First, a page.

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Book Chapter

Conodont Faunas of the Late Middle Pennsylvanian (Desmoinesian) Lower Kittanning Cyclothem, U.S.A.

By
Robert G. Stamm
Robert G. Stamm
U.S. Geological Survey, 926A National Center, Reston, Virginia 20192, U.S.A.
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Bruce R. Wardlaw
Bruce R. Wardlaw
U.S. Geological Survey, 926A National Center, Reston, Virginia 20192, U.S.A.
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Published:
January 01, 2003

Abstract

A middle Pennsylvanian (Desmoinesian) conodont fauna was used to identify the interval represented by the Lower Kittanning cyclothem across the North American continent. The conodonts show both a succession through the cyclothem and a geographic variation that is related to the water mass and depositional environment. The faunas can be divided into normal-marine, high- and (or) variable-salinity, and high-productivity assemblages. Normal-marine faunas are dominated by Idiognathodus, which can be further divided into low-diversity and high-diversity faunas. The low-diversity Idiognathodus faunas characterize the marine deposits of the nearshore, marginal environments of the Appalachian Basin, and also the bulk of the black and gray shale and carbonate depositional environments of Midcontinent cyclothems. The high-diversity Idiognathodus faunas characterize fossiliferous limy shale and shaly limestone depositional environments typical of the shale–limestone transition in Midcontinent cyclothems and the richly fossiliferous limestone deposition in carbonate sequences in much of the western U.S., within the dolomite beds associated with sandstone deposition of the Tensleep Sandstone, and in fossiliferous limestones between sandstones and carbonate mudstones of the Paradox Basin. High-salinity and (or) variable-salinity faunas are dominated by Neognathodus and (or) Adetognathus, and characterize carbonate deposition in the Bird Spring–Ely platform, southwestern U.S., and shallow-water, typically algal facies within the Midcontinent cyclothems. High-productivity faunas are dominated by Gondolella, are extremely rare, and characterize horizons of surface substrate accumulation within black-shale and mud depositional environments. Maximum flooding within the cycle, as indicated by the highest diversity of normal-marine macrobiota and conodont fauna, does not occur in black shales but at the shale–limestone transition. Sixteen species of conodonts in eight genera are recognized in the cyclothem. The following four species are new: Idiognathodus crassadens, I. ignisitus, Neognathodus intrala, and Hindeodus calcarus. Two of these new species, N. intrala and I. crassadens, together with I. robustus, define an assemblage zone that allows correlation of the marine portion of the Lower Kittanning cyclothem across North America.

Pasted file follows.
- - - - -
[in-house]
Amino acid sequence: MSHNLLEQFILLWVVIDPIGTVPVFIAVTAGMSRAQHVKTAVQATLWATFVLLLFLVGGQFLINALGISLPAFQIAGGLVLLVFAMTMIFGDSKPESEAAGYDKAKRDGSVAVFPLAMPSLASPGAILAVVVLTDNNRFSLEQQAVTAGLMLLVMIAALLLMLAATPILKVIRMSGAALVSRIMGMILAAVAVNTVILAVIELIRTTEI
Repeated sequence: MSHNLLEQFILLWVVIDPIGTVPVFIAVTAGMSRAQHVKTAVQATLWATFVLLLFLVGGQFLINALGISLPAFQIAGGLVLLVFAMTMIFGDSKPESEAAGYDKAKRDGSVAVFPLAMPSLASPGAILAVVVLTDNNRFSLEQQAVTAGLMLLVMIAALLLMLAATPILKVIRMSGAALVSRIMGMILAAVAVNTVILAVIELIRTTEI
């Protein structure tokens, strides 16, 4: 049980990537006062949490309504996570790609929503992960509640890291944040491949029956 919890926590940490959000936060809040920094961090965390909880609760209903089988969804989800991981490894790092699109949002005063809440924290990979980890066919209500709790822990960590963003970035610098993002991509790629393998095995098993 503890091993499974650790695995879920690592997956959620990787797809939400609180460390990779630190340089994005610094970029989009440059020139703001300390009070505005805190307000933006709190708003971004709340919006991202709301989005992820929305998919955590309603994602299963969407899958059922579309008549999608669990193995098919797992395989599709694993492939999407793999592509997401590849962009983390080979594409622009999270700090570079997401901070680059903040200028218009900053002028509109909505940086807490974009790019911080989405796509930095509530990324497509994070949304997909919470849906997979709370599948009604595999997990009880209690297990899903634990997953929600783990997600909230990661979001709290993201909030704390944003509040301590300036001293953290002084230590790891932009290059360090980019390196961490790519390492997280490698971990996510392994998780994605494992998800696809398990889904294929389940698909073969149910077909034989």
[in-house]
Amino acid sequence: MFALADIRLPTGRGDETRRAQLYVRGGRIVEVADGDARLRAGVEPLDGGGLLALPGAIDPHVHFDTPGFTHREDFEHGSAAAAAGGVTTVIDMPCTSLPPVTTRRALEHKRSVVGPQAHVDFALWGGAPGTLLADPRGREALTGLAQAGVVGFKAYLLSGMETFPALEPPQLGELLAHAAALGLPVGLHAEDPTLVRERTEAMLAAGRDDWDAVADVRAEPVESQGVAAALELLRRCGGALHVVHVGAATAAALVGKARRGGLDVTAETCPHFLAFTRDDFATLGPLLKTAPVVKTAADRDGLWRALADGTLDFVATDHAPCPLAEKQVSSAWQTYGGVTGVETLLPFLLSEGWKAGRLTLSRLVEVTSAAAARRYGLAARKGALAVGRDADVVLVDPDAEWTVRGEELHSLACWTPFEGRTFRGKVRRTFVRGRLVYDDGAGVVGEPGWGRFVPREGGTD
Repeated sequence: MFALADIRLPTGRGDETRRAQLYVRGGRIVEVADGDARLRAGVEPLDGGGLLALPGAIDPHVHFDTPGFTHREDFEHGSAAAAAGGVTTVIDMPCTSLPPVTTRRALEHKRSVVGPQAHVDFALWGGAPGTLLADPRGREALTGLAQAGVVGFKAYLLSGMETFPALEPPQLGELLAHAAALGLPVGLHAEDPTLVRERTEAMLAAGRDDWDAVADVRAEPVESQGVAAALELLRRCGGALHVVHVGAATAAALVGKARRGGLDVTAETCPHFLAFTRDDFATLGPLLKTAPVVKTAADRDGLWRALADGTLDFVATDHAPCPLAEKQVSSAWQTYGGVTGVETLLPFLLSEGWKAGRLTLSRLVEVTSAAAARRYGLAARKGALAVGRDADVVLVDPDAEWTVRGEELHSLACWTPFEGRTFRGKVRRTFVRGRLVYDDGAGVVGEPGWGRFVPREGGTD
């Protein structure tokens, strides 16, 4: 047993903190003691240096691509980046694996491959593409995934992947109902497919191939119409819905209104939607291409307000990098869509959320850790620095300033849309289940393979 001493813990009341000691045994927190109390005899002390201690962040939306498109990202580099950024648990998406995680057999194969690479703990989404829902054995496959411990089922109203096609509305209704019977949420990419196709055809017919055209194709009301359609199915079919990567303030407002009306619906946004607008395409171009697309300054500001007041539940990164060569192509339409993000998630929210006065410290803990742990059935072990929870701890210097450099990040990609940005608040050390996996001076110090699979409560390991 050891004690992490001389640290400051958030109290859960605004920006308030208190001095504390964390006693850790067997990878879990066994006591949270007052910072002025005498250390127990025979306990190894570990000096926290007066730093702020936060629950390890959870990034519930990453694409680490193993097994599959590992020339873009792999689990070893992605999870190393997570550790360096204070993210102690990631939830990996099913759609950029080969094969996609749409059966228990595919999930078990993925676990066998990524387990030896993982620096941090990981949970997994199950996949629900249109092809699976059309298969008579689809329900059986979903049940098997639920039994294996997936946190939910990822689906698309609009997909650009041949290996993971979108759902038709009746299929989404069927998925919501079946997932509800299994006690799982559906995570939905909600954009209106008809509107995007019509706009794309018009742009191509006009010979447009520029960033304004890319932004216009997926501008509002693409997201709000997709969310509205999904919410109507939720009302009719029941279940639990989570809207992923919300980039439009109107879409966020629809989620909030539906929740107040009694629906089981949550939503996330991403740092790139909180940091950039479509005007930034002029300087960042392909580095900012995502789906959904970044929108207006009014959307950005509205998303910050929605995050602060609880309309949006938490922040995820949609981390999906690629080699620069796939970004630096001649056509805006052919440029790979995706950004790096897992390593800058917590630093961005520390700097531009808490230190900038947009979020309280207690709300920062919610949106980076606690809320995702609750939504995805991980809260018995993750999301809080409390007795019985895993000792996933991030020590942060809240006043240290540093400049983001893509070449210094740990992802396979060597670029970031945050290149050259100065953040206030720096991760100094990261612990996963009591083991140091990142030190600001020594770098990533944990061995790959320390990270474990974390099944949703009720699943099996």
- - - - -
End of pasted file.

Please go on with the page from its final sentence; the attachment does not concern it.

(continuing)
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SEPM Special Publication

Climate Controls on Stratigraphy

C. Blaine Cecil
C. Blaine Cecil
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N. Terence Edgar
N. Terence Edgar
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SEPM Society for Sedimentary Geology
Volume
77
ISBN electronic:
9781565762145
Publication date:
January 01, 2003

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